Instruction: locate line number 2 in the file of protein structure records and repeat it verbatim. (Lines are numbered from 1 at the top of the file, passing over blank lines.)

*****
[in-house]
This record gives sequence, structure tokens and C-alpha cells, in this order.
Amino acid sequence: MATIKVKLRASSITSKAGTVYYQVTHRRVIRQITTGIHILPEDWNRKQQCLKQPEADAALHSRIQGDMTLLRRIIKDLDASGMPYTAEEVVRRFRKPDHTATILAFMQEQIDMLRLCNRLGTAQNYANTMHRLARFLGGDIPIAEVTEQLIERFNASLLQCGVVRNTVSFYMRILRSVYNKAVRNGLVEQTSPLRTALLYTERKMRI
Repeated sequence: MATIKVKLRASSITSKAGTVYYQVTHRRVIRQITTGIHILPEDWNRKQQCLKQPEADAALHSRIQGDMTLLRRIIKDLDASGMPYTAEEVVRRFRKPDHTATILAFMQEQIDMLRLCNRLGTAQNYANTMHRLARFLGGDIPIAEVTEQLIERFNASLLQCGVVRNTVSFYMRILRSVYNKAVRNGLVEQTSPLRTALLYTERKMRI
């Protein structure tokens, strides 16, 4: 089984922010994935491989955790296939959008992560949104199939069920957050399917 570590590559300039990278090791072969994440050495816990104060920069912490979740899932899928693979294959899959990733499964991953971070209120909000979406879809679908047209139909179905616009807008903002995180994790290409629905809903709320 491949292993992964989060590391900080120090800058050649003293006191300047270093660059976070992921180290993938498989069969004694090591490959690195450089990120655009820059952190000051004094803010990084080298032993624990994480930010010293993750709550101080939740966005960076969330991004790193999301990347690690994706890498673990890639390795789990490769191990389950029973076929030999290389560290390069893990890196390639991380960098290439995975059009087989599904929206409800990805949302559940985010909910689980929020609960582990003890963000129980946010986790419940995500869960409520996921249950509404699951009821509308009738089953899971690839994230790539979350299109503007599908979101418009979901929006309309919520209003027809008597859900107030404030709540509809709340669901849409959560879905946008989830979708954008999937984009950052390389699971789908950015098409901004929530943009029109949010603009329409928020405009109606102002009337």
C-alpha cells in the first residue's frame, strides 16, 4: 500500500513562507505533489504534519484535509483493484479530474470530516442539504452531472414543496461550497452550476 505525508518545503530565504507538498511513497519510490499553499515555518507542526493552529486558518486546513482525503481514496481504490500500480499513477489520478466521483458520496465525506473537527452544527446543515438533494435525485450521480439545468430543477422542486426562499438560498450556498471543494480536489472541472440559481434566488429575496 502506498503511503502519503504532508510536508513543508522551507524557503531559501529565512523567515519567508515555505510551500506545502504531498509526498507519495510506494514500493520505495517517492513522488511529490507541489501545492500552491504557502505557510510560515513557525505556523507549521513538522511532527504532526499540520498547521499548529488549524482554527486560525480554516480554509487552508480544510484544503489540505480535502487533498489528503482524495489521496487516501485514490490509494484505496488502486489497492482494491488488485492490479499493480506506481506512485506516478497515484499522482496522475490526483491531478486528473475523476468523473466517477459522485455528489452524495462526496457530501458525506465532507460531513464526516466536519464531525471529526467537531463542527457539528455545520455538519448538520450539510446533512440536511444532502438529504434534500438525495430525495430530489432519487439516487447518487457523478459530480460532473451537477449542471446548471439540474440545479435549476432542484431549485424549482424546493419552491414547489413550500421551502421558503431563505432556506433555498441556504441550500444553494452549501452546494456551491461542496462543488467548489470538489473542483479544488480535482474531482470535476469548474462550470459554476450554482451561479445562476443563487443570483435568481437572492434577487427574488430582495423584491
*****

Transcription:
This record gives sequence, structure tokens and C-alpha cells, in this order.